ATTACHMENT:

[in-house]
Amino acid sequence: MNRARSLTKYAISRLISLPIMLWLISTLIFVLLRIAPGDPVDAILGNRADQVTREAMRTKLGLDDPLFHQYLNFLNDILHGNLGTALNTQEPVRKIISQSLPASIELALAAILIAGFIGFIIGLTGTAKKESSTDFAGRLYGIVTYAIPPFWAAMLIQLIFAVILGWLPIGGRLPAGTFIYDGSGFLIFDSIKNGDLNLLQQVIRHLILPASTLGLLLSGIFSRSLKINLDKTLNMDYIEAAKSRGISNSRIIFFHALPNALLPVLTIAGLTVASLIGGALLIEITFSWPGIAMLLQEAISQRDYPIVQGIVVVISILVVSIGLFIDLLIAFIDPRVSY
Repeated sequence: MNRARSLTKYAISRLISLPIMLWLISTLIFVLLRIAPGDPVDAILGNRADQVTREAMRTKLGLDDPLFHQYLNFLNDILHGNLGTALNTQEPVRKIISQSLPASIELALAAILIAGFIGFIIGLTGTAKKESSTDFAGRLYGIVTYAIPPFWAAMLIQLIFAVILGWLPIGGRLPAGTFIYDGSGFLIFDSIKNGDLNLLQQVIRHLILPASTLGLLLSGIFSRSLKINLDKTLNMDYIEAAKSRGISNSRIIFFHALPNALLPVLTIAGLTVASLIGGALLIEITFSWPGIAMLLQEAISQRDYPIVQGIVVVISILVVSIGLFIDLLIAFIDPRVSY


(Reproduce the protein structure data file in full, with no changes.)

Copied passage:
[in-house]
Amino acid sequence: MNRARSLTKYAISRLISLPIMLWLISTLIFVLLRIAPGDPVDAILGNRADQVTREAMRTKLGLDDPLFHQYLNFLNDILHGNLGTALNTQEPVRKIISQSLPASIELALAAILIAGFIGFIIGLTGTAKKESSTDFAGRLYGIVTYAIPPFWAAMLIQLIFAVILGWLPIGGRLPAGTFIYDGSGFLIFDSIKNGDLNLLQQVIRHLILPASTLGLLLSGIFSRSLKINLDKTLNMDYIEAAKSRGISNSRIIFFHALPNALLPVLTIAGLTVASLIGGALLIEITFSWPGIAMLLQEAISQRDYPIVQGIVVVISILVVSIGLFIDLLIAFIDPRVSY
Repeated sequence: MNRARSLTKYAISRLISLPIMLWLISTLIFVLLRIAPGDPVDAILGNRADQVTREAMRTKLGLDDPLFHQYLNFLNDILHGNLGTALNTQEPVRKIISQSLPASIELALAAILIAGFIGFIIGLTGTAKKESSTDFAGRLYGIVTYAIPPFWAAMLIQLIFAVILGWLPIGGRLPAGTFIYDGSGFLIFDSIKNGDLNLLQQVIRHLILPASTLGLLLSGIFSRSLKINLDKTLNMDYIEAAKSRGISNSRIIFFHALPNALLPVLTIAGLTVASLIGGALLIEITFSWPGIAMLLQEAISQRDYPIVQGIVVVISILVVSIGLFIDLLIAFIDPRVSY